Don’t be misled into thinking that the financial setback you’ve endured must be totally the result of things out of your control in order to get a reduction of your alimony payment. A recent alimony modification case from Montgomery County shows what we mean.

The husband was one of the creators of a chain of restaurants serving Mediterranean cuisine. By the time the husband divorced, the restaurant chain had locations in several states.

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Divorce is a big transition in the lives of many people. So is retirement. A significant number of people entering retirement have to deal with divorce-related financial obligations, including alimony. Whether you are the spouse who’s receiving alimony or the spouse who’s retiring, a knowledgeable Maryland divorce lawyer can help you best protect yourself and your financial needs.

K.R. was one of these retiring Marylanders. He and his wife divorced in 2014 after 39 years of marriage. The spouses worked out a property settlement agreement. With regard to alimony, the agreement said that the husband would pay the wife $10,000 per month. It also said that the alimony obligation would reduce to “36.36% of the husband’s earned income” starting in 2019… unless the alimony obligation was “otherwise terminated or modified by a court.”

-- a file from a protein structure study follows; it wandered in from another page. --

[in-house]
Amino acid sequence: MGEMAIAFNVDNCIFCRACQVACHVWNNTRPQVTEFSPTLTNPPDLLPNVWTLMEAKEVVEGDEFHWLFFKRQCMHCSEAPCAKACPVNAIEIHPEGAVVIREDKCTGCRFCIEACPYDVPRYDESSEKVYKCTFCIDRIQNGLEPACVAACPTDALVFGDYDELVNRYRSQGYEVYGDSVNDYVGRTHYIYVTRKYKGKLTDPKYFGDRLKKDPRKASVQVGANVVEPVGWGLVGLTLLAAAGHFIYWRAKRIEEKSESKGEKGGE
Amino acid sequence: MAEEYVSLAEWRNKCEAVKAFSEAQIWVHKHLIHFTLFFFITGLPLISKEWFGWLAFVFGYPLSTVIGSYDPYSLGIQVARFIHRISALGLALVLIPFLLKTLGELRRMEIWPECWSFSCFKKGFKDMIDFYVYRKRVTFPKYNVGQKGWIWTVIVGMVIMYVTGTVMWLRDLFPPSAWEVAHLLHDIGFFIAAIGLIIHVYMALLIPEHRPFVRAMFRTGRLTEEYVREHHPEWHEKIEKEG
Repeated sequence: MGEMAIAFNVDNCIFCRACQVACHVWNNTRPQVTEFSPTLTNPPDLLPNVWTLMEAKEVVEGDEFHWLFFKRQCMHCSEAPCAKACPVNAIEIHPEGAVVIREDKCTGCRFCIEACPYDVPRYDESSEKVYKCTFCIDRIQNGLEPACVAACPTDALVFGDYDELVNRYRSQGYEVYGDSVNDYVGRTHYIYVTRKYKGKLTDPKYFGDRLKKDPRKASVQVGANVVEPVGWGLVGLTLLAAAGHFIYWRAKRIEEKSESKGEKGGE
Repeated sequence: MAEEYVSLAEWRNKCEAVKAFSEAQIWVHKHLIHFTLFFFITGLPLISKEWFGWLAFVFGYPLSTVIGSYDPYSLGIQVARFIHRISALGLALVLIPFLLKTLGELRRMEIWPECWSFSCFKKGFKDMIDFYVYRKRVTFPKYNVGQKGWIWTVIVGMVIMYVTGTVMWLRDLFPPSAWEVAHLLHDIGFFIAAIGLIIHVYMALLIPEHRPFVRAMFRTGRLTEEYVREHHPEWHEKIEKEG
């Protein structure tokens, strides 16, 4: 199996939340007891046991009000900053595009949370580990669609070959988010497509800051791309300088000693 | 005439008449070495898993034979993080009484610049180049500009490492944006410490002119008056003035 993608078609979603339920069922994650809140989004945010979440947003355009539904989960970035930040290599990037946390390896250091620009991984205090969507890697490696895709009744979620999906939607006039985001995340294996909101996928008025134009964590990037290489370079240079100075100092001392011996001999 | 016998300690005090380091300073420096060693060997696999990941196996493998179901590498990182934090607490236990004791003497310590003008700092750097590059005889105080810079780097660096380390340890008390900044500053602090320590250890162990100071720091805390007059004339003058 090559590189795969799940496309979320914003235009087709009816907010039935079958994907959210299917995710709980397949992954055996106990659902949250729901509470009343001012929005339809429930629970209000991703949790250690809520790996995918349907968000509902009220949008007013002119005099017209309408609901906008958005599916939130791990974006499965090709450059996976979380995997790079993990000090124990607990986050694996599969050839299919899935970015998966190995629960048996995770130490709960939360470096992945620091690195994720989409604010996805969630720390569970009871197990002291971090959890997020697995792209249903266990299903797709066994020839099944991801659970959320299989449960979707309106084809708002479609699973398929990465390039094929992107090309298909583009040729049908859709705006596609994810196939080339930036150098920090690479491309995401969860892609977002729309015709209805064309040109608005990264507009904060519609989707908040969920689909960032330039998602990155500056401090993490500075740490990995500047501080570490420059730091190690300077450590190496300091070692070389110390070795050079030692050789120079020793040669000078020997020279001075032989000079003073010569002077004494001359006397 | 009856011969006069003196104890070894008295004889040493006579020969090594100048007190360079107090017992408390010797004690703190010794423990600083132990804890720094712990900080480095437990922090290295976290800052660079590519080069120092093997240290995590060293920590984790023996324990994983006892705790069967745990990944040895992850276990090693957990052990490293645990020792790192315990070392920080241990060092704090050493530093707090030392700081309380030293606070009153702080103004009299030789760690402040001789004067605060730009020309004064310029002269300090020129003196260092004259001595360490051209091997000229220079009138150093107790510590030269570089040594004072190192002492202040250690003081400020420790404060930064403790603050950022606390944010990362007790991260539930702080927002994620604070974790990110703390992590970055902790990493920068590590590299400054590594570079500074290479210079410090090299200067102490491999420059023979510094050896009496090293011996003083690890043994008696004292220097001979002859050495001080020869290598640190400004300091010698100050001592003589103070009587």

In 2020, the husband went back to court to extinguish his alimony obligation. He argued in his motion that he’d retired due to the COVID-19 pandemic and no longer earned any income. The court concluded that, although the husband had no income, he had over $1 million in assets, and refused to terminate alimony, but did reduce the sum from $10,000 per month to $4,000 per month.